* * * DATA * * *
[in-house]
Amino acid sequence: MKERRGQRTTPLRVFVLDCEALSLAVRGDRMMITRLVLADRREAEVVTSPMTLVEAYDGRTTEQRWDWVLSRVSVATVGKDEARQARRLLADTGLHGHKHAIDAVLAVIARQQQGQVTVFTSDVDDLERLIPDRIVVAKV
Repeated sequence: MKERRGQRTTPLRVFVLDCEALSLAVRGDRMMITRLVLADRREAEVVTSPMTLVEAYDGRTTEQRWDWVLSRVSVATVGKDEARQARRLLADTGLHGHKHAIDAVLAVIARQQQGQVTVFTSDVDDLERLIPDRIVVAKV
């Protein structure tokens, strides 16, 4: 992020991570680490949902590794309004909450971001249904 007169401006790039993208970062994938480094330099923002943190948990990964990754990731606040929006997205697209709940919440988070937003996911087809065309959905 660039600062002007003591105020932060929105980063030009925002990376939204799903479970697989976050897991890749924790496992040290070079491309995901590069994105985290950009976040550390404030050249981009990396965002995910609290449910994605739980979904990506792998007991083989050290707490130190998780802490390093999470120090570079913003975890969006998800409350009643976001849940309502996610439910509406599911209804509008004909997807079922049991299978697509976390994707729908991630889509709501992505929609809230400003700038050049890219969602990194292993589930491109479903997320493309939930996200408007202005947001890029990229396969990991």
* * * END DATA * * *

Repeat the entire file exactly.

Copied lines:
[in-house]
Amino acid sequence: MKERRGQRTTPLRVFVLDCEALSLAVRGDRMMITRLVLADRREAEVVTSPMTLVEAYDGRTTEQRWDWVLSRVSVATVGKDEARQARRLLADTGLHGHKHAIDAVLAVIARQQQGQVTVFTSDVDDLERLIPDRIVVAKV
Repeated sequence: MKERRGQRTTPLRVFVLDCEALSLAVRGDRMMITRLVLADRREAEVVTSPMTLVEAYDGRTTEQRWDWVLSRVSVATVGKDEARQARRLLADTGLHGHKHAIDAVLAVIARQQQGQVTVFTSDVDDLERLIPDRIVVAKV
């Protein structure tokens, strides 16, 4: 992020991570680490949902590794309004909450971001249904 007169401006790039993208970062994938480094330099923002943190948990990964990754990731606040929006997205697209709940919440988070937003996911087809065309959905 660039600062002007003591105020932060929105980063030009925002990376939204799903479970697989976050897991890749924790496992040290070079491309995901590069994105985290950009976040550390404030050249981009990396965002995910609290449910994605739980979904990506792998007991083989050290707490130190998780802490390093999470120090570079913003975890969006998800409350009643976001849940309502996610439910509406599911209804509008004909997807079922049991299978697509976390994707729908991630889509709501992505929609809230400003700038050049890219969602990194292993589930491109479903997320493309939930996200408007202005947001890029990229396969990991």